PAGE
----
• Research scholarship, fellowship and assistantship opportunities
  • Complete financial aid documents
  • Submit all application materials to schools

Fourth Year Spring

  • Continue visiting schools if possible
  • Ensure your application is submitted by the appropriate school deadlines
  • Keep track of acceptances and rejections
  • If you have multiple acceptances, make a final decision on which school you plan to attend
  • Notify the schools that you plan not to attend

Note: This timetable provides a sample timeline of events for applying to graduate or professional school. Many applicants do not fit this pattern of applying during their undergraduate study. Please consult a career counselor if you have questions.


Entrance Exams

Most graduate schools require an entrance exam as part of the application process. Common exams are the Graduate Record Examination (GRE), the Graduate Management Admission Test (GMAT), and the Miller Analogies Test (MAT).

Tips for Success 

  • Research your programs of interest and know what entrance exam is required.
  • Start your exam preparation early.
  • Find a study preparation method that works for you.
  • Register for your exam early.
  • Know how long your exam scores are valid.
  • Ensure that you have all the appropriate materials on test day. 

Statement of Purpose

Almost all grad school applications require a statement of purpose. Take advantage of the chance to express your passion for what you'll be studying, your commitment to your work, your plans for using and applyling the knowledge and skills you'll gain, and your sincere desire to contribute to the program to set yourself apart from other applicants.

DO:

  • Aim for depth, not breadth.
  • Focus on one or two specific themes and discuss experiences related to them.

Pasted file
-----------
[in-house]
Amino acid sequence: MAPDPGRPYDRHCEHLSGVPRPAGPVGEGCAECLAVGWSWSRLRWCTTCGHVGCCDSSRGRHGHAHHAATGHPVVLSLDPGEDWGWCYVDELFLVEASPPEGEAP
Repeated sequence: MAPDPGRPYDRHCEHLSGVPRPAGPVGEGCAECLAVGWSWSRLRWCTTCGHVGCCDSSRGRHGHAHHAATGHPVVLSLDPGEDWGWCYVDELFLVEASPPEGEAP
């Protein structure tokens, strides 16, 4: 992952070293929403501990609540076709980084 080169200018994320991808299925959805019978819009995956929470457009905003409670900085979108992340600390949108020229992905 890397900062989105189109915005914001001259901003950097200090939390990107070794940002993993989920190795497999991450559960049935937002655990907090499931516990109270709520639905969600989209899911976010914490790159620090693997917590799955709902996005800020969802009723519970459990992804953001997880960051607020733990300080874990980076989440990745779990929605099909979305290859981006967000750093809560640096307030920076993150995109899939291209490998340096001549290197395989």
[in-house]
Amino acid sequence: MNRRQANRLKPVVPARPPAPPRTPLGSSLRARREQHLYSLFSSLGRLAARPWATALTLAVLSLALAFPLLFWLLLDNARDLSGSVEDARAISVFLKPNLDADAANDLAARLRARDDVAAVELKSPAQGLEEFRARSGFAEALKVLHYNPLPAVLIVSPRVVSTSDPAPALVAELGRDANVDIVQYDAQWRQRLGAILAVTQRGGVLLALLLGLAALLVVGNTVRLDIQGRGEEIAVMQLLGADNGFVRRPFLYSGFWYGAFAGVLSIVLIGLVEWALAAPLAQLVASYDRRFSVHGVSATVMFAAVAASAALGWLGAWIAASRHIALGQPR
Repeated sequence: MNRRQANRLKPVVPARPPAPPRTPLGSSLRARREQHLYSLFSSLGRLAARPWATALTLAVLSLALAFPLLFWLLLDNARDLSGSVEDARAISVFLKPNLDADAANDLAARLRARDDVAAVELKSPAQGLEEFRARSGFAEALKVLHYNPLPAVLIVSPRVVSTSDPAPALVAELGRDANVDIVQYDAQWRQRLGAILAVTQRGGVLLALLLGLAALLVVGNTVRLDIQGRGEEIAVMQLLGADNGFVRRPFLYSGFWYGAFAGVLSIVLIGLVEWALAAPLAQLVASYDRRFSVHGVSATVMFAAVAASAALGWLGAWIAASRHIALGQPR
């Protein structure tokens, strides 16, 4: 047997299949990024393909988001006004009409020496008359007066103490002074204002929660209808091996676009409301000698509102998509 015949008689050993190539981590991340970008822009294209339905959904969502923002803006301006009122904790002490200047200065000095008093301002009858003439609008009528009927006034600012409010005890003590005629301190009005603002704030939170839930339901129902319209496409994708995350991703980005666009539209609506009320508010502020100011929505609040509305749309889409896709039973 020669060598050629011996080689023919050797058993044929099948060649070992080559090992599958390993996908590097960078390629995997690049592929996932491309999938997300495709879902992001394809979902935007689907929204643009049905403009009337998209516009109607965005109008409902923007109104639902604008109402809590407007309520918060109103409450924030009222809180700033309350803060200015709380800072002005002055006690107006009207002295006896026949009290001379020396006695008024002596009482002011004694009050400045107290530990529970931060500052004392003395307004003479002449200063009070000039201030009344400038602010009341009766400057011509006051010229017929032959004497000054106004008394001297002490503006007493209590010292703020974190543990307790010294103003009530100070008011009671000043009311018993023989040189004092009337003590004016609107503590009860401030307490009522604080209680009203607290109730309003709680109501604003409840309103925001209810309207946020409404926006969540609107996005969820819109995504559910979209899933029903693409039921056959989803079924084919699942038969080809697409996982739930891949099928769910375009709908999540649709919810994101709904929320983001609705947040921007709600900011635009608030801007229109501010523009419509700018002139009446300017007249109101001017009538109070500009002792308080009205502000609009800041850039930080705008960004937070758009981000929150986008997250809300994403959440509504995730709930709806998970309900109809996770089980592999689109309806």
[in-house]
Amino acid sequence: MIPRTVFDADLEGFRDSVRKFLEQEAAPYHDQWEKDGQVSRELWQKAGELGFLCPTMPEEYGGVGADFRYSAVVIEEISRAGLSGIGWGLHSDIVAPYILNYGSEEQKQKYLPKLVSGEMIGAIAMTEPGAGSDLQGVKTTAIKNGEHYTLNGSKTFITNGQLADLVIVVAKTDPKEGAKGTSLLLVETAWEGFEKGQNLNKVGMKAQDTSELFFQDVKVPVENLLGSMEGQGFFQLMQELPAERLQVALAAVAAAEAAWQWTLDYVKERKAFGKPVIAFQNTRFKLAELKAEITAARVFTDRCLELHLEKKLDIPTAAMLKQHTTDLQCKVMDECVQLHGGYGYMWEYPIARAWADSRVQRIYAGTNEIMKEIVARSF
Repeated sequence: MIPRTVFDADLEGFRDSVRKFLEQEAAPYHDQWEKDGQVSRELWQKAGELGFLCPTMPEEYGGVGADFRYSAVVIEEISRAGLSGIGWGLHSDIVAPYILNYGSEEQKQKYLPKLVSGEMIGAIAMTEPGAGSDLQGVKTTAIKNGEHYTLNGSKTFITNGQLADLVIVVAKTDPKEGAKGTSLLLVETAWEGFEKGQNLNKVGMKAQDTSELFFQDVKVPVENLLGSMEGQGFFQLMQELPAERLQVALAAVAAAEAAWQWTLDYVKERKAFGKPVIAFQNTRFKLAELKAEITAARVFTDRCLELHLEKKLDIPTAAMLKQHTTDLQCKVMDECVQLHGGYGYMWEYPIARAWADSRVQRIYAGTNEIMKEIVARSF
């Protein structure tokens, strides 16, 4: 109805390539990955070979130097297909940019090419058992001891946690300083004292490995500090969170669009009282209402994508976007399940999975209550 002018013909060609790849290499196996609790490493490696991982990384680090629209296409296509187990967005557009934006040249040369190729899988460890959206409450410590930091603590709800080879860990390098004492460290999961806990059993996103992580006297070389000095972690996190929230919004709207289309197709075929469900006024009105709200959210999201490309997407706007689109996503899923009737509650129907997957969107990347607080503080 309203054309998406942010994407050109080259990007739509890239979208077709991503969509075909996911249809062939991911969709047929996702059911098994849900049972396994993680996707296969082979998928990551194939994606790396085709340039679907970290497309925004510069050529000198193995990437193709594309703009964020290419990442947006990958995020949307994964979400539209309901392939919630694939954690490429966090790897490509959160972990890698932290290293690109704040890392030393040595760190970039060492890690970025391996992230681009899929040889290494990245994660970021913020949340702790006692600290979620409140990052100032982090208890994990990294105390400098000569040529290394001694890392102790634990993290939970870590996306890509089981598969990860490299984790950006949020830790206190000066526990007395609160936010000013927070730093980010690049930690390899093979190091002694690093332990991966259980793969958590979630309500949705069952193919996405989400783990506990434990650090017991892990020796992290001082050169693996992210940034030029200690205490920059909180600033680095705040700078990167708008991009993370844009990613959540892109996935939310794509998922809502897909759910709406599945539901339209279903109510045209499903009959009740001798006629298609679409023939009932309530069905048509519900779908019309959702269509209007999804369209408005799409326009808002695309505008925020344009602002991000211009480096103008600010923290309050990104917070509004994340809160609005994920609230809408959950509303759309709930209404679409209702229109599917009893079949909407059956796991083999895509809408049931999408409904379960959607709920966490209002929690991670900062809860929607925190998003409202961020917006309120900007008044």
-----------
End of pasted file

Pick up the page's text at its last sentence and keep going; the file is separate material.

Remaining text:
• Concentrate on capturing the reader’s interest in the opening paragraph.
  • Strive to make the essay unique by using concrete examples from your life experience.
  • Select people you trust to read and critique your personal statement.
  • Connect life experiences to your professional goals and career motivation.
  • Articulate career goals clearly.

DON'T:

  • Write a clichéd introduction or conclusion.
  • Preach to the reader.
  • Be repetitive.
  • Discuss money as a motivating factor.
  • Cram too much information into the essay.
  • Exceed word and/or page limits.
  • Exaggerate your qualifications or experience.
  • Discuss potentially controversial topics (e.g., politics or religion) unless your program of study is directly related to the topic.
  • Include spelling, punctuation, formatting or grammatical errors.
  • Apologize for any preconceived shortcomings: instead, discuss areas in which the program will help you grow.

Letters of Recommendation

Most graduate programs will require letters of recommendation from individuals who can speak to your academic ability, interest in the field of study, or personal character.

Potential Recommenders

  • Professors/Instructors/Teachers
  • Teaching Assistants 
  • Academic Advisors
  • Association Deans
  • Supervisors

Asking for Letters

Plan ahead! Make an appointment with the letter writer and take with you a brief description of your plans and the degree programs to which you're applying, as well as copies of your resume and academic transcripts. If you are requesting a recommendation from a professor, also take any papers written for that professor. Usually, you'll need to ask for recommendation letters in late summer and/or early fall semester of the year in which you are applying to graduate school. In any case, you need to ask well in advance of when the letter is due. Keep track of deadlines and request letters two to three months in advance.

Provide the recommender with the proper forms and information to submit your letter. Most applications require a recommendation cover sheet, and most cover sheets ask if you agree to waive your rights to view the letter. You should always agree; not doing so may raise suspicion. Once your recommenders have submitted your letter always follow-up with thank-you notes.

If you intend to go to graduate school but do not plan to apply right away, you should ask for letters from your professors before you leave school so that your letter writers will still remember you and your accomplishments. Use a service like Interfolio to store confidential letters for later use.